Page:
Archive for the ‘Java’ Category

The Deletion of gcj

I originally posted this on G+ but I thought maybe I should expand it a little and archive it here.

The patch to delete gcj went in recently.

When I was put on the gcj project at Cygnus, I remember thinking that Java was just a fad and that this was just a temporary thing for me. I wasn’t that interested in it. Then I ended up working on it for 10 years.

In some ways it was the high point of my career.

Socially it was fantastic, especially once we merged with the Classpath community — I’ve always considered Mark Wielaard’s leadership in that community as the thing that made it so great.  I worked with and met many great people while working on gcj and Classpath, but I especially wanted to mention Andrew Haley, who is the single best debugger I’ve ever met, and who stayed in the Java world, now working on OpenJDK.

We also did some cool technical things in gcj. The binary compatibility ABI was great, and the split verifier was very fun to come up with.  Per Bothner’s early vision for gcj drove us for quite a while, long after he left Cygnus and stopped working on it.

On the downside, gcj was never quite up to spec with Java. I’ve met Java developers even as recently as last year who harbor a grudge against gcj.

I don’t apologize for that, though. We were trying something difficult: to make a free Java with a relatively small team.

When OpenJDK came out, the Sun folks at FOSDEM were very nice to say that gcj had influenced the opening of the JDK. Now, I never truly believed this — I’m doubtful that Sun ever felt any heat from our ragtag operation — but it was very gracious of them to say so.

Since the gcj days I’ve been searching for basically the same combination that kept me hacking on gcj all those years: cool technology, great social environment, and a worthwhile mission.

This turned out to be harder than I expected. I’m still searching. I never thought it was possible to go back, though, and with this deletion, this is clearer than ever.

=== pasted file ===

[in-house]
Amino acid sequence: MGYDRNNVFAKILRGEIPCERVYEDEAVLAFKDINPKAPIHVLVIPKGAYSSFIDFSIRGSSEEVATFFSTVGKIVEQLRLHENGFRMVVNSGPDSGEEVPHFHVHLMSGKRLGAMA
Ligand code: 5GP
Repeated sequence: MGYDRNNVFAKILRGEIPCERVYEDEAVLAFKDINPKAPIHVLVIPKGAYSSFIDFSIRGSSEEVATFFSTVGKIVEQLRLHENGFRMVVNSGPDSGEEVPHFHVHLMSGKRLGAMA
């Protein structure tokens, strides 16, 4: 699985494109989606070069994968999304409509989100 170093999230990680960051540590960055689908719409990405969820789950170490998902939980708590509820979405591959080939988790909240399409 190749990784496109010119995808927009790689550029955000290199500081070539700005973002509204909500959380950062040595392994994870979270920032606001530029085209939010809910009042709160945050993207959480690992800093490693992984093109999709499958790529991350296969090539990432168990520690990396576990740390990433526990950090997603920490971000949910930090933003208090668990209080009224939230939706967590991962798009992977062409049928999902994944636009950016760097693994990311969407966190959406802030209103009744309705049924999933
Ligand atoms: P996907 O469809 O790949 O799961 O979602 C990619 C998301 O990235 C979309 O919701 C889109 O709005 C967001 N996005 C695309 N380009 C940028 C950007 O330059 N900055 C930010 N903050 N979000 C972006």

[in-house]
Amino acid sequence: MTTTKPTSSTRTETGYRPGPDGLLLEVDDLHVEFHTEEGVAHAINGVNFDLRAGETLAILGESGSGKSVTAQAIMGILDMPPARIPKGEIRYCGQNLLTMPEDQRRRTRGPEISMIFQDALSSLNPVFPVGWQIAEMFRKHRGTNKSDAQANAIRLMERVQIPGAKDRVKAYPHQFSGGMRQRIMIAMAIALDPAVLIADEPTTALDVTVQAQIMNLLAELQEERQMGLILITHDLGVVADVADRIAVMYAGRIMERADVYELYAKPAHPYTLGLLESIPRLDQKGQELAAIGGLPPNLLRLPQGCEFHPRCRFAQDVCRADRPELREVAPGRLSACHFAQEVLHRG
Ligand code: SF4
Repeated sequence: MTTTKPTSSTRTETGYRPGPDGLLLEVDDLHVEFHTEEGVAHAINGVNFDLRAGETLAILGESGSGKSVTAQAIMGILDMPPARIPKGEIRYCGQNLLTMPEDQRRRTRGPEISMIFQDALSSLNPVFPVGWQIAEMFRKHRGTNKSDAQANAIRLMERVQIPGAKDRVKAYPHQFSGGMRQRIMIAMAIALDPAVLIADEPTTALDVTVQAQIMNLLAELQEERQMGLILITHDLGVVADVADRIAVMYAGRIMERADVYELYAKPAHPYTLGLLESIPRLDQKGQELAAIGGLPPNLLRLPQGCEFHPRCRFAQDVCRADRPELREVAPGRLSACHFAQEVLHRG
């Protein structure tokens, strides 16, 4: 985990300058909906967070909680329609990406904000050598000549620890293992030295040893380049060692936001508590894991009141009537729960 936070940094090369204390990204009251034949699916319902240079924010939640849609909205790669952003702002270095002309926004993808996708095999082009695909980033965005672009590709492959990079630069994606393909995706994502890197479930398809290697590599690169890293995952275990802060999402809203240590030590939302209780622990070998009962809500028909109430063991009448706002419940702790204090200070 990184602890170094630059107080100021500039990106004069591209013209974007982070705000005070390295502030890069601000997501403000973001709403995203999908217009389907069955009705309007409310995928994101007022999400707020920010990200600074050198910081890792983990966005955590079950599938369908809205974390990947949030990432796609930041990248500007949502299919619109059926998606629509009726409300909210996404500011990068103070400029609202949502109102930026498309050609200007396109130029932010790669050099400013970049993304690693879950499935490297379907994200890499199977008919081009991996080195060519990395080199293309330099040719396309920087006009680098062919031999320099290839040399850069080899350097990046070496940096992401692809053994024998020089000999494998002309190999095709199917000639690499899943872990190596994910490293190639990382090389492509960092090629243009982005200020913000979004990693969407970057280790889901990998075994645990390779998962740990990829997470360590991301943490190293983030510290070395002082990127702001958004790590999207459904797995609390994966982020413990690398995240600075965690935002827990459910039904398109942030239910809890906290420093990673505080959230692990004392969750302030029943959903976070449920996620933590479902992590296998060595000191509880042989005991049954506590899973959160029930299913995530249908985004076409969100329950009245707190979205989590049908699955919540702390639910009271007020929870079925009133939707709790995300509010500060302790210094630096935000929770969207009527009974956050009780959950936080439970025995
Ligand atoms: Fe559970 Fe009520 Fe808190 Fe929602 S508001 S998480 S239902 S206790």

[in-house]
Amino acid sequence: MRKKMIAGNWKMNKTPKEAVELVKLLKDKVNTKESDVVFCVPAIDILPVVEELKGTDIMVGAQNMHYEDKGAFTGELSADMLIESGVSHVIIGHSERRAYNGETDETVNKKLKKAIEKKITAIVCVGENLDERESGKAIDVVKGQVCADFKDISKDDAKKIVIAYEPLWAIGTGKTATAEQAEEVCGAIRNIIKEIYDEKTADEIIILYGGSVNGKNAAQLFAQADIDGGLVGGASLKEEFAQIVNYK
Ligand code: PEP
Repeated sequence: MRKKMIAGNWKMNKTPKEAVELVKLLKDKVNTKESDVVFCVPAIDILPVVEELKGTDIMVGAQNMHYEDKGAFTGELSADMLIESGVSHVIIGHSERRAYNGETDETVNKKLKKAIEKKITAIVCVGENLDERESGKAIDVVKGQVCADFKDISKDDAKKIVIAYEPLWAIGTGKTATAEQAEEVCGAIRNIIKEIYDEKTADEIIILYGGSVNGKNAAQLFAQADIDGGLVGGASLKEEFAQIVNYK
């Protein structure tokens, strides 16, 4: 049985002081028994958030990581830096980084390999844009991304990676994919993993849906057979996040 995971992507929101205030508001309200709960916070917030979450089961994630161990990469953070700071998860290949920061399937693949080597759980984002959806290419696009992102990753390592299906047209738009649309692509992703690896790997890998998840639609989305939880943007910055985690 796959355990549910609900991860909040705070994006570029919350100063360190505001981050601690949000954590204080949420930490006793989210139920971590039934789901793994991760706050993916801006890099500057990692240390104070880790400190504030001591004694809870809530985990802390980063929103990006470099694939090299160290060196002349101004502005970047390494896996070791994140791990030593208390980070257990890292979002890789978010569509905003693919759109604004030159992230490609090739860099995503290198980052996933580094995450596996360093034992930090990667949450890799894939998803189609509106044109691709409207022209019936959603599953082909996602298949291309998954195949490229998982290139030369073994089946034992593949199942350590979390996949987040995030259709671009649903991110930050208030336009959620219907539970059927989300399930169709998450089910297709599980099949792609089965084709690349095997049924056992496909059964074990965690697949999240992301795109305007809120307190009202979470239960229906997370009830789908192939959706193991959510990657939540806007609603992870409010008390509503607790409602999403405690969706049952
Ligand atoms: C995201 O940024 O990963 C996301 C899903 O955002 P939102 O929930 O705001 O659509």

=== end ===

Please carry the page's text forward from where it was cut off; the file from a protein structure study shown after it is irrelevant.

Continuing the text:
There’s a joy in deleting code (though in this case I didn’t get to do the deletion… grrr); but mainly this weekend I’m feeling sad about the final close of this chapter of my life.

Fedora 8

Anthony was in town this past Thursday, and after talking to him I was inspired to follow his example and upgrade to Fedora 8. Like him, I did a live upgrade; but I only upgraded my laptop, which was running Fedora 7. My main machine still runs 6… I’m more cautious about upgrading it, but after playing with Fedora 8 a bit, I can feel the pressure rising.

The biggest change I’ve noticed so far is the inclusion of IcedTea. I’m happily using the browser plugin for the all-important chess applet.

Speaking of which… I’ve been looking at other brower plugins lately. Any reports on the flash support in Fedora 8? I’m using the (boo hiss) proprietary flash plugin right now. Also, any experiences with Firebug or Adblock?

I’m impressed with the Fedora maintainers. They manage to release a solid operating system every six months… not an easy task. Upgrades for me have always gone pretty smoothly; I’ve done a mix of upgrades from CD and yum upgrades, and haven’t been burnt (a couple minor singes, but always known bugs with simple fixes). Also, each release has had some compelling benefit making me want to upgrade.

GCC 4.2

GCC 4.2 was released a few days ago. Here’s the list of changes. Congratulations to everybody who worked on this, and especially to Mark Mitchell for once again doing the release engineering work.